A Well-Timed Virtual Book Club

Last night was book club, and the most fun night I have had in weeks. Book club is always a highlight of my month, the last one was “Before”, on March 5th. Last night’s book club was virtual, since we are “During,” and it was a smart, stimulating, emotional evening spent discussing The Only Plane in the Sky, written by Garrett Graff (an amazing thinker, historian, and friend) who was with us virtually. 

For those of you who have not read it, The Only Plane in the Sky is a gut-wrenching, tear-inducing, oral history of 9/11. We picked this book to read, and this date to meet in early 2020, and I must admit the timing seems uncanny. Reading about 9/11 during the COVID-19 global pandemic was both maddening and reassuring. 

This is the time to read this book. Perhaps even the time to share its stories with children who did not live through the events of 9/11 and are of age to understand them. If you prefer to listen rather than to read, the book on tape version won the 2020 Audiobook of the Year Audie Award. 

The most insightful moment of our evening was when Graff spoke about Will Jimeno. William J, “Will” Jimeno was a Port Authority of New York and New Jersey police officer. He was trapped under the World Trade Center for over 12 hours and survived. Today, he spends time coaching and inspiring people include veterans and addicts, helping them work through their hardships. Graff reminded us that in effect, we all go through moments of “I feel like I am buried under the WTC” – whether due to the loss of a job, a bad breakup, the death of a loved one, a global pandemic, and everything in between. 

While today, none of us are actually buried under the WTC, we may very well feel like we are. There is no hierarchy in pain, fear, loss, grief; these feelings cannot be compared or quantified, mine are neither graver nor lighter than yours – they are simply mine. We are each entitled to our own feelings, and should not add the guilt of “I shouldn’t be feeling bad right now because I have a roof on top of my head and food on the table” to the list of negative emotions swirling around in our head and hearts. 

Rather, as Graff reminded us, we should focus on the fact that what defines us is not external events, but how we respond to them. This was my reminder to be resilient, graceful, kind (including with myself), patient (including with myself), and hopeful. 

PS – for those of you not ready to start this book, but interested in reading about Graff’s perspective on what is happening right now, this article is a must-read.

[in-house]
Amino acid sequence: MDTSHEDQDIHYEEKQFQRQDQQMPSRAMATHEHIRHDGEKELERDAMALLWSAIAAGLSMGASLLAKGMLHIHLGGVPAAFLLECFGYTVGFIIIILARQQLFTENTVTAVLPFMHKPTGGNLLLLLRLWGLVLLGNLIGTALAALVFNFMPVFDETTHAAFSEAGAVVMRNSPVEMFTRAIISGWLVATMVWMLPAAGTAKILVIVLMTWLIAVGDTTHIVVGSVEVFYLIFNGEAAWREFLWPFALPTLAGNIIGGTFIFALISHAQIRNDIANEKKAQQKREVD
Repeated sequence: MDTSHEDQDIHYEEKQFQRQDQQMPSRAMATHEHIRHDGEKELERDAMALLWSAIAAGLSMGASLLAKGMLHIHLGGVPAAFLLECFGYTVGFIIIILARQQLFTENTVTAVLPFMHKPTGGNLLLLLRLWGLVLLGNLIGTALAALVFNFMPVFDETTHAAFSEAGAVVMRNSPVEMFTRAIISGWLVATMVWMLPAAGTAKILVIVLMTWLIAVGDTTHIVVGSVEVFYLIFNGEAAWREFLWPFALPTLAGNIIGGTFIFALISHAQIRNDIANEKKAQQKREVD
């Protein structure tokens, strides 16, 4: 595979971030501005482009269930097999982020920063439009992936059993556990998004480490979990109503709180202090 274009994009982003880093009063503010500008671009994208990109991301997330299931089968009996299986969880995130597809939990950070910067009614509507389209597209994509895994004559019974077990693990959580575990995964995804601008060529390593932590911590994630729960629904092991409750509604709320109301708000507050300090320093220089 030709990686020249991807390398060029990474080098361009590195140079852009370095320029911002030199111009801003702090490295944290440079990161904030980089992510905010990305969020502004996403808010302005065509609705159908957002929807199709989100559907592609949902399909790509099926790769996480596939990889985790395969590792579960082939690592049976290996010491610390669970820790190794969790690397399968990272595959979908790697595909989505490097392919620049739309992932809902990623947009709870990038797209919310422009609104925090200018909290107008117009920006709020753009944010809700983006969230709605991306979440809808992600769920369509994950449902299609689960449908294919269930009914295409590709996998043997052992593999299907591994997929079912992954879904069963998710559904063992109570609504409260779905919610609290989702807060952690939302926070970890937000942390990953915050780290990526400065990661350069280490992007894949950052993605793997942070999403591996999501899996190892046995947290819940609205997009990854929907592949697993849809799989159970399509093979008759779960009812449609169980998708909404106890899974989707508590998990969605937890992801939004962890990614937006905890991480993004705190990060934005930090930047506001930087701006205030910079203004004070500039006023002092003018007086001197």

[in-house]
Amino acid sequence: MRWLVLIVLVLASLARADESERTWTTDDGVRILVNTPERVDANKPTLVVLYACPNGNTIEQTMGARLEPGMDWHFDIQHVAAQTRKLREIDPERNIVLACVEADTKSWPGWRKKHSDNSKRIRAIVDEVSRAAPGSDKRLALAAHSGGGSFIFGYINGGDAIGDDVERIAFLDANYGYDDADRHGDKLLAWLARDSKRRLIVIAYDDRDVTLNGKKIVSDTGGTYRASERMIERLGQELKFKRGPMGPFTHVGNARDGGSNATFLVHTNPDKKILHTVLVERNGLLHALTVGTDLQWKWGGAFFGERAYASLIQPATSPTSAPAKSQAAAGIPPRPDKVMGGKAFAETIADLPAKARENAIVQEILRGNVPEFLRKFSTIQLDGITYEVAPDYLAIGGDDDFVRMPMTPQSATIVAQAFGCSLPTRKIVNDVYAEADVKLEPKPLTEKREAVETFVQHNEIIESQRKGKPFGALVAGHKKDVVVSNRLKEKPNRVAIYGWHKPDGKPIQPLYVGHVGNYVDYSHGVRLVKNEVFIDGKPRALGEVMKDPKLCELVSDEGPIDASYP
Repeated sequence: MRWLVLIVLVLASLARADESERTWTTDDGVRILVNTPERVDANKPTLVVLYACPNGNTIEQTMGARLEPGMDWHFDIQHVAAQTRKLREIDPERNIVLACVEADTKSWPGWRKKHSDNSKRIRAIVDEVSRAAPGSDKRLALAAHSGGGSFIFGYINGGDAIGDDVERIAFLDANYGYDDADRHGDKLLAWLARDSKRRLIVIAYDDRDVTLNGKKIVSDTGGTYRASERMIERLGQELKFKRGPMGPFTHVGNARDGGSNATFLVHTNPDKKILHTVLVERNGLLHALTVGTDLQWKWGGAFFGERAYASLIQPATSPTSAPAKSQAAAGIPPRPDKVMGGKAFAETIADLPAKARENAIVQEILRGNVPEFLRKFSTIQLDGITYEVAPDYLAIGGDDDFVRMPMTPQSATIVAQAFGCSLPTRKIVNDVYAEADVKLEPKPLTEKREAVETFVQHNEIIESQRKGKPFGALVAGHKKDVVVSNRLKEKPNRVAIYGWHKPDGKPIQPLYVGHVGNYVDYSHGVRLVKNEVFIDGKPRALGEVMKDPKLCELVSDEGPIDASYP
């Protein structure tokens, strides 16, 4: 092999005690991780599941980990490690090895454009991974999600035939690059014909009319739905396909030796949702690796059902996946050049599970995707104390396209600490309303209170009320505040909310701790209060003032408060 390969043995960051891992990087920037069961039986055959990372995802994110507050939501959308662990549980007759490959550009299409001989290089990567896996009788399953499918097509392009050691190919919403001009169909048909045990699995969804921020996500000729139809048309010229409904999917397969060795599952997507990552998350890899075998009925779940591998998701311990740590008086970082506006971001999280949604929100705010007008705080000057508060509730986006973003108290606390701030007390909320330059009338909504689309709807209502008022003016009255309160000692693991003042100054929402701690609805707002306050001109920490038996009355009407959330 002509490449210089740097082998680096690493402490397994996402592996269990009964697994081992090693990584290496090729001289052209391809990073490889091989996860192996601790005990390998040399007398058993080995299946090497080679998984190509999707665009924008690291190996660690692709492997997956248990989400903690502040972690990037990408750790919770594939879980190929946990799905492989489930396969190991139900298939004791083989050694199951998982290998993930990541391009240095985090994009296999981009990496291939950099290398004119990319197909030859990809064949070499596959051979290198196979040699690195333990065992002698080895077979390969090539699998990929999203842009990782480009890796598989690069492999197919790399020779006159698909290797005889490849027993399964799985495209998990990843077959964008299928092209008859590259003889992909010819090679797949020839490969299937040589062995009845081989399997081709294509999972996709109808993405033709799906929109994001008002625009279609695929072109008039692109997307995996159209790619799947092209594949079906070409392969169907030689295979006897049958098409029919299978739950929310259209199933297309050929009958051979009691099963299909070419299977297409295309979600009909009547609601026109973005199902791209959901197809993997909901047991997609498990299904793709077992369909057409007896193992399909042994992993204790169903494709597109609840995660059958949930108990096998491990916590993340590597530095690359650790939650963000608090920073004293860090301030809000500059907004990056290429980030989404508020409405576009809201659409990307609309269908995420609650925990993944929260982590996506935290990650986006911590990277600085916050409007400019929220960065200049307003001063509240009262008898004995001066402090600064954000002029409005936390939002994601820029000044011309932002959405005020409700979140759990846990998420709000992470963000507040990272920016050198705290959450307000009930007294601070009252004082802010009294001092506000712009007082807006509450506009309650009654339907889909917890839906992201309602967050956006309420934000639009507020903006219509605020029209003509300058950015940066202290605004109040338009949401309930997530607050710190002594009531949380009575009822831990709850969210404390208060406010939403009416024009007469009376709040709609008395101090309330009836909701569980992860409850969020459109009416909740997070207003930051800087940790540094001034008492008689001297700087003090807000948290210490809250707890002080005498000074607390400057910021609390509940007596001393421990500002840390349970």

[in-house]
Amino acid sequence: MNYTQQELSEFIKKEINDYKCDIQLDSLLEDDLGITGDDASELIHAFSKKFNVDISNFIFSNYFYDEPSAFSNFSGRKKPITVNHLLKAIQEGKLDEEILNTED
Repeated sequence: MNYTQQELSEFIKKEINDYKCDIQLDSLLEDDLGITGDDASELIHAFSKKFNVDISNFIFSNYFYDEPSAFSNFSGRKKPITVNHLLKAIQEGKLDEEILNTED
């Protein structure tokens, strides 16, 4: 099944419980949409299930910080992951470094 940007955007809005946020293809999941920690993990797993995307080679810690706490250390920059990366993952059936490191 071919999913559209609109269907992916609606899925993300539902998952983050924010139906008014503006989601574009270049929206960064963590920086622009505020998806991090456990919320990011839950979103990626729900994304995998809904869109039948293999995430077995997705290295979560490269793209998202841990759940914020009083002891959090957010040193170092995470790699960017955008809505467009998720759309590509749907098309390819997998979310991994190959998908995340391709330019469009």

Road Trip!

To say these are unprecedented times is an understatement. In the past week, two of my family’s businesses have been forced to close (for 45 days) per Swiss government regulations (Forever Institut and Forever Boutique). Many of the amazing spas and boutiques that carry Alchimie here in the US have chosen to close for two or more weeks. I have had entire days open up in my calendar as trips and meetings and events have been cancelled. And, I listened to my father’s request to not fly from New Orleans this week (I succumbed to the “I don’t ask you for much, but I am really asking you to do this for me” argument). Instead, I drove.

Or I should say we drove. My husband Edwin, my cat Chloe, and I took a road trip this week. We left Hammond LA on Tuesday at 6 pm and drove five hours to Birmingham AL. From there, yesterday, we drove 11 hours to “home,” in Georgetown, Washington DC.

While I am still processing everything that is happening, still adapting business practices, still getting used to what (at least for now) is the “new normal,” and still wondering every morning as to what the news will bring, these hours in the car brought me some clarity.

  1. My husband thinks road trip = fast food. We stopped at Wendy’s, Taco Bell, and Shake Shack (I did not partake). Also, drive-thrus are weird.
  2. Driving through 6 states, through cities and through the countryside made me realize how our country has an incredibly varied understanding of the current situation. Everyone is interpreting this reality differently – from signs on the highway encouraging drivers to “don’t travel, stop the COVID-19 spread,” to “it’s life as usual”, I saw it all. Including a gas station in VA where I was told by the proprietor I could not use the restroom because “this is my shop and now this is my bathroom, because you know, corona virus.”
  3. While we had plans to listen to a couple podcasts and finish The Only Plane in the Sky (by Garrett Graff) as a book on tape, we did no such thing. Instead, we took turns calling people. We were driving, so no emails or texts were possible. Now more than ever, talking to people is essential. We need to feel connected to each other, we need to feel like we are in this together. I am so grateful for the phone.
  4. Cats can get used to anything (except big trucks driving by and loud engine noises). Chloe spent most of the drive sleeping on the lap of the driver (which she prefers than the lap of the passenger regardless who is driving). With her being so chill and not complaining about a thing, the least I could do was act the same.
  5. Being with someone you love during such uncertain times makes everything bearable, even makes everything feel like an adventure. My heart goes out to those going through this time alone.
  6. Everyone is uncertain about everything, is questioning everything. The only things we can control are the things we can control: for example, adapting business practices to this new reality; changing our personal habits as need be; improvising and going with the flow (my dinner party tomorrow night is now happening via Go To Meeting); our reactions to news and events; how kind we are.

This morning, I woke up grateful to be in my own bed. And reminded myself, “control the things you can control.”

Be well, stay healthy, stay sane.